It has been heard an unprecedented number of times that medical students starting their training this year are in a unique situation. Most, if not all medical schools, have transitioned their didactic materials to a virtual format, and several institutions have become 100% virtual for the fall. While the decision to make this change was predicated on COVID-19 unilaterally transforming our “normals” (and on an acknowledgement that cohorts would have ample inpatient education once the situation improves), it still engendered doubt and concern for students. What would we be missing out on that our senior peers got to fully experience?
My medical school started this fall with a hybrid model, where lecture content was all virtual and a portion of small-group clinical activities were in person. We have education-centered medical homes, which are longitudinal primary care placements that we can practice our skills in over our four years. Our clinic preceptors have an understanding of where each student is in their training, and they allow us to practice to the extent our education allows.
By the time of my second clinic visit, I had learned how to elicit a chief complaint, HPI, past medical history, social history, review of systems, and vital signs. I had heard from other students that the degree of autonomy given by a preceptor was dependent on the clinic flow, and the distribution of MS1s to MS4s. It was not a particularly busy day, with mostly MS1s and MS2s. So, it was my opportunity. And I was given the privilege to practice with a brand new patient.
My upperclassmen buddy and I had just wrapped up a televisit over the phone and she had to attend to a chart, but I was available. My preceptor brought this new patient, who had been referred, as he was hospitalized and needed a primary care physician. He would need a full history and physical to establish care with my preceptor. After being asked if I was OK doing as much of the history as I was comfortable with, I nodded with excitement.
As soon as I reviewed the patient’s chart, I felt butterflies in my stomach. Would I be ready? I had memorized the progression of a history, but would I forget as soon as I scanned my ID and logged into the computer? What if I froze?
As I stepped in, I took a deep breath, closed my eyes, and opened them. Immediately, many of my fears dissipated and I smiled widely. The patient smiled back. I felt ready.
I sat on the round leather chair, took a deep breath, and scanned my ID. My preceptor explained to the patient that I would take as much of the history as I was comfortable with. I introduced myself, opened up my medical student note, and began asking questions. The first and second questions had the right content, but my voice was shaky. “What brings you in today? When did that start?” I began. As the patient spoke about their past diagnoses and medications, I found myself having to go out of the traditional order. In addition, navigating the chart was overwhelming in real time, so I just recorded a compiled bulleted list that I could sort later. I also made mistakes. There was a compound question or two which should really have been broken up. I could have asked for the patient’s relative (who accompanied him) for her input more often than I did.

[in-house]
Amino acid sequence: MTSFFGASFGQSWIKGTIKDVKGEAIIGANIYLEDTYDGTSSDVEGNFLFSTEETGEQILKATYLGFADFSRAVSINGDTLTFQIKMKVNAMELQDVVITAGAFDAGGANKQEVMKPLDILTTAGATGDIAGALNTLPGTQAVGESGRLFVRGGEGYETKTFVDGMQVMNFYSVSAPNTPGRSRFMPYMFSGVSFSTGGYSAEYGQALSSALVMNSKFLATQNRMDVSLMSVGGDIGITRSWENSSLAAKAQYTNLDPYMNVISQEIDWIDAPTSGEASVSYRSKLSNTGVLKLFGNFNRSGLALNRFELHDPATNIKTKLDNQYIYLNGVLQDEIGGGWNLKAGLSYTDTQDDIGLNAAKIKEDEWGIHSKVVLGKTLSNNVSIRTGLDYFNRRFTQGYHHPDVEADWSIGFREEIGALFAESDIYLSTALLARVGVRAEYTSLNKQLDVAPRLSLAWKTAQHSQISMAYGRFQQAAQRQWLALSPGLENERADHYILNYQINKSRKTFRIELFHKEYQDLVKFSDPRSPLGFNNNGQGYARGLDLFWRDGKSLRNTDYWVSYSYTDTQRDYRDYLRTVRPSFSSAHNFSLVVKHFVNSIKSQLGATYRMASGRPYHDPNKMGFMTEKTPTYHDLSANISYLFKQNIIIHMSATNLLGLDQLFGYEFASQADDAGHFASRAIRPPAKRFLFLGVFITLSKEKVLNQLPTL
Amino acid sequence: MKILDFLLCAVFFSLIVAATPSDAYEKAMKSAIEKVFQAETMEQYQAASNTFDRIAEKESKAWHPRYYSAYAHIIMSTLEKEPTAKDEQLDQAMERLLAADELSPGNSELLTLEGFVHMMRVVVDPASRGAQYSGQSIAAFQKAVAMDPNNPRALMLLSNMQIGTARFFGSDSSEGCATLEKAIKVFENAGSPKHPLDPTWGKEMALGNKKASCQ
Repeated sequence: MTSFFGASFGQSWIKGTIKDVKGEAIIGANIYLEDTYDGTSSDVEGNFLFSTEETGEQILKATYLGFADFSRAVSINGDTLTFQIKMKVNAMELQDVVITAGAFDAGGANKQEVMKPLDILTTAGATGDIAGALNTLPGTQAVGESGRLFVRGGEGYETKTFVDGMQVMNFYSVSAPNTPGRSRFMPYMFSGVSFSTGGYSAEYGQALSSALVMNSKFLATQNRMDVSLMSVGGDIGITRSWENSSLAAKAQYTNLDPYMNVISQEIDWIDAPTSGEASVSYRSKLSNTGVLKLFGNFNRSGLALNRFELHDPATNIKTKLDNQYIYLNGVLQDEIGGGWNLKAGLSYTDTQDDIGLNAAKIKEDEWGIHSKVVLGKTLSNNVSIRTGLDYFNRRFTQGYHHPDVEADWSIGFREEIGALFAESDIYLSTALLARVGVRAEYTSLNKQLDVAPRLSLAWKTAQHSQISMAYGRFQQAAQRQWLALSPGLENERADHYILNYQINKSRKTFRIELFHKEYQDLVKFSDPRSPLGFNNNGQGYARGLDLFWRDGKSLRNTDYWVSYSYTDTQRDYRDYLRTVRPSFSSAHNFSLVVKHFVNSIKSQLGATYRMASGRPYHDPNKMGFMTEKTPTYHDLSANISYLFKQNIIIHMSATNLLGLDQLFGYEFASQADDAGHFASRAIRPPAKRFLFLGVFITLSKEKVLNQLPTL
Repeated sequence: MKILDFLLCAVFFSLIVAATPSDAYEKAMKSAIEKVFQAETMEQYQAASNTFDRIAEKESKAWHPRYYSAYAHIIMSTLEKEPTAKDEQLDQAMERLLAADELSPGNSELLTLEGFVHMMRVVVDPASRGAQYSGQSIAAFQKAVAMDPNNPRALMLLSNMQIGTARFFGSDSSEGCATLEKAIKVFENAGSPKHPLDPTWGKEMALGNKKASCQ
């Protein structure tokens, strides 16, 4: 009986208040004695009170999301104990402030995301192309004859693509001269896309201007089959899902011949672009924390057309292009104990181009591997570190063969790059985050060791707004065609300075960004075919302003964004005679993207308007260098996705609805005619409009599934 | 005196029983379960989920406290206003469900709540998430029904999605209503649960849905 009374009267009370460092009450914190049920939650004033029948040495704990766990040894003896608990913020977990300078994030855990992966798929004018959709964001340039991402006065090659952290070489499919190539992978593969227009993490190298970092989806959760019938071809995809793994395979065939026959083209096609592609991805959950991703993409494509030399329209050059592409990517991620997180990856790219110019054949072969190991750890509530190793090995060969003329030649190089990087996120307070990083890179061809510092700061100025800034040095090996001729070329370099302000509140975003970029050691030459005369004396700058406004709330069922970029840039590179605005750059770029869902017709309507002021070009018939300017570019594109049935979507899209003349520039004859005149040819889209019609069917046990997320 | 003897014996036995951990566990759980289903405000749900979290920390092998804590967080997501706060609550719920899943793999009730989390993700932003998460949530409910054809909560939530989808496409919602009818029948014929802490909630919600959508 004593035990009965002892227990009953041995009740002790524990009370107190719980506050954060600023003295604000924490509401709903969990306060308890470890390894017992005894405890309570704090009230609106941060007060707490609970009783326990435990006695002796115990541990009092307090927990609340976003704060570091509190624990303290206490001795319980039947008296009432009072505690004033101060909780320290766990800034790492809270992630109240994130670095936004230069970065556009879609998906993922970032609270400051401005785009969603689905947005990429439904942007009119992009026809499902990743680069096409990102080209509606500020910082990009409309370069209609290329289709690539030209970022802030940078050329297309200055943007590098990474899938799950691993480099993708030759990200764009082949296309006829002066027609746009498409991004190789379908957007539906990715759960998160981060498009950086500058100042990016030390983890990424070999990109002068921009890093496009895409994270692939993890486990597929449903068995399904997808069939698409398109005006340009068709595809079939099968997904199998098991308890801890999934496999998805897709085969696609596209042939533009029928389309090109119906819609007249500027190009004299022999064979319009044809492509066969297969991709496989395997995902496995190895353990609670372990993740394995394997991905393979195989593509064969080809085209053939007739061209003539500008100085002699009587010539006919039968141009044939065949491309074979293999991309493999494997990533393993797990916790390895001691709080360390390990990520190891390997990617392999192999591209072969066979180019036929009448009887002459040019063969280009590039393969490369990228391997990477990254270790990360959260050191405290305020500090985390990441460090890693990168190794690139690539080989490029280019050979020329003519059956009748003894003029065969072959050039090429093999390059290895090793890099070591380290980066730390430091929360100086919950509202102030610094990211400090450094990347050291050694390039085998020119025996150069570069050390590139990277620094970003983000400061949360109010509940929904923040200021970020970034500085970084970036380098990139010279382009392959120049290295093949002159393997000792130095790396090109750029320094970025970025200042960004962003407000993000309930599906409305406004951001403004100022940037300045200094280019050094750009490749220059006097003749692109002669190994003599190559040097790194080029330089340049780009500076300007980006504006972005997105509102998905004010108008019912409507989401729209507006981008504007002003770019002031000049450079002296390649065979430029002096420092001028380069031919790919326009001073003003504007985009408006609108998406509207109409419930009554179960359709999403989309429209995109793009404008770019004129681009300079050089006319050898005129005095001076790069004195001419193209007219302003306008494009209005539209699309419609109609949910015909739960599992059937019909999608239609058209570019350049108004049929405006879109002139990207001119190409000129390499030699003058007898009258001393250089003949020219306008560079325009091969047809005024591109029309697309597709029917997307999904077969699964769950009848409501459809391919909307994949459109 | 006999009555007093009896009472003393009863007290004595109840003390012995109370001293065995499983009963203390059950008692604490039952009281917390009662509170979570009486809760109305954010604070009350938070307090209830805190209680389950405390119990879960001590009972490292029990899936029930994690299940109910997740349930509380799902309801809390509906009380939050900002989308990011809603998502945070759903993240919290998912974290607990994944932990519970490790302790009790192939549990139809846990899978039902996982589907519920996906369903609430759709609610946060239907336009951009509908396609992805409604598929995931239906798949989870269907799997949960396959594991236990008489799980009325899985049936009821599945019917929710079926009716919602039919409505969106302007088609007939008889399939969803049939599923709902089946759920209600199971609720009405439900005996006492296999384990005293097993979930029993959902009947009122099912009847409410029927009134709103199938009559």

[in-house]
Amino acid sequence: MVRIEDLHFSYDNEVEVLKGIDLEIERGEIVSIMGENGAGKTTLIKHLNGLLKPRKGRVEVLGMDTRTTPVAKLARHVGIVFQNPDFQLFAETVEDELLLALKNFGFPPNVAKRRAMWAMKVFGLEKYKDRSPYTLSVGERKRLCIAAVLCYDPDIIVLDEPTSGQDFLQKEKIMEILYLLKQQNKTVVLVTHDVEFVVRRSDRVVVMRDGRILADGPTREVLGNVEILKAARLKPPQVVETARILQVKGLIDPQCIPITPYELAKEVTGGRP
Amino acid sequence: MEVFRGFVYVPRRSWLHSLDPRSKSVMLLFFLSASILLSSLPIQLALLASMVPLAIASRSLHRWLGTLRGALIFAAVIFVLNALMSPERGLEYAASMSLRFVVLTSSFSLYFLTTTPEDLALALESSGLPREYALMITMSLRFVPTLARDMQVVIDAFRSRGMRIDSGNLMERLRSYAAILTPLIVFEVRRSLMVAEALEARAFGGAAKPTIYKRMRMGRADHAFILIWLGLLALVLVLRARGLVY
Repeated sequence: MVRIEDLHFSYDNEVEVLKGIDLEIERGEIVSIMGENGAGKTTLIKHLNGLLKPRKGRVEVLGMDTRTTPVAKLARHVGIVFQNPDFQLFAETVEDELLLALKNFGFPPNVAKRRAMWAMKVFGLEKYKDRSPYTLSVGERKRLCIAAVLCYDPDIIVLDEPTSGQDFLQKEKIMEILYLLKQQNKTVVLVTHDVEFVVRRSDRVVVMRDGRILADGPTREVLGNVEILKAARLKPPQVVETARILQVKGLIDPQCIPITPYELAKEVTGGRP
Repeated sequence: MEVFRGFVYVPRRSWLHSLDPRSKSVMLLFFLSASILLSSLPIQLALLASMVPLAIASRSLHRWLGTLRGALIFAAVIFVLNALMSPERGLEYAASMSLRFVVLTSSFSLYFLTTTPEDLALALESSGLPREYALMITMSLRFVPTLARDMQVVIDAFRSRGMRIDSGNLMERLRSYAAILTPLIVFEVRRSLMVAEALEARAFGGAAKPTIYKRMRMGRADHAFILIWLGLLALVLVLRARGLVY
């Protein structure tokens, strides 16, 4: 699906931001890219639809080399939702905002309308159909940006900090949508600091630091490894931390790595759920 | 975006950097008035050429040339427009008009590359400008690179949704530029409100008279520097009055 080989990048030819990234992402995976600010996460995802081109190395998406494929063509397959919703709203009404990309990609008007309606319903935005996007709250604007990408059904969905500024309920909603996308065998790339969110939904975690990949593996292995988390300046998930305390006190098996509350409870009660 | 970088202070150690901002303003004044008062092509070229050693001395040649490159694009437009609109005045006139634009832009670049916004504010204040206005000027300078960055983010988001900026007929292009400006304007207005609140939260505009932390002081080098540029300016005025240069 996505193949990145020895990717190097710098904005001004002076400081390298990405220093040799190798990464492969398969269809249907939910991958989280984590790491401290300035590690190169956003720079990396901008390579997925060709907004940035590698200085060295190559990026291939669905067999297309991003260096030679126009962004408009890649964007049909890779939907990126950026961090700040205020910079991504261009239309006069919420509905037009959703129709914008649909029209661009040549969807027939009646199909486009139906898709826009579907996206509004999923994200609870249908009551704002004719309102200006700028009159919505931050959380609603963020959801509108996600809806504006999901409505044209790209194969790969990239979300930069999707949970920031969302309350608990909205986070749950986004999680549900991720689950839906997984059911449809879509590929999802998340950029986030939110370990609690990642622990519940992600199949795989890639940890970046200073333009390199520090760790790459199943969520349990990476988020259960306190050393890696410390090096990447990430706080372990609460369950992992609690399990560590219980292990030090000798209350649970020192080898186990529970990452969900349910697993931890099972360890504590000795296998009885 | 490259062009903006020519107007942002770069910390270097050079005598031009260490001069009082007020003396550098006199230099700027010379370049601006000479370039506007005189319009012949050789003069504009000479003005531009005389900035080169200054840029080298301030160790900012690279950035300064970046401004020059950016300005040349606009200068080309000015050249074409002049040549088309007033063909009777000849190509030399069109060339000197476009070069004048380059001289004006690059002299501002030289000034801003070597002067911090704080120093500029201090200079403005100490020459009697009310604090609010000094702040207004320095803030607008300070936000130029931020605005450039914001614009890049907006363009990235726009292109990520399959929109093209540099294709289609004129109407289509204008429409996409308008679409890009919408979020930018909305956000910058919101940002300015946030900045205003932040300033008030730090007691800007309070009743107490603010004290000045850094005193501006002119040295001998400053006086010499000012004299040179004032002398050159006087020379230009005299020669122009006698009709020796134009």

As I moved on in the interaction though, I started to find my rhythm. I knew when to chime in and share a laugh, and when immediate follow-up questions were appropriate. I felt a sense of pride for being given this responsibility. To be entrusted with all of the moving parts, even for just 15 minutes. To have the privilege to learn. To sit in the swivel chair. To wear the white coat.
After I finished my portion of the history, my preceptor picked up where I left off, finished the exam, assessment, and plan for the patient. As we both stood up and prepared to leave the room, the patient’s relative thanked the physician, and the patient looked at me and said “Good luck! Hope you make a great doc one day.”
My eyes started to tear up as soon as I left the room. I hope so, too.
I still stay awake at night sometimes, worrying about what I am missing out on, or that I might not be up to par with where the class of 2023 was at this point in the MS1 year. But these little bites of patient care are encouraging. Even if I do start behind like I fear, I will do my best to improve, and to absorb all that is instructed in these four years. I want to be my best for patients.
Image: shin sang eun / shutterstock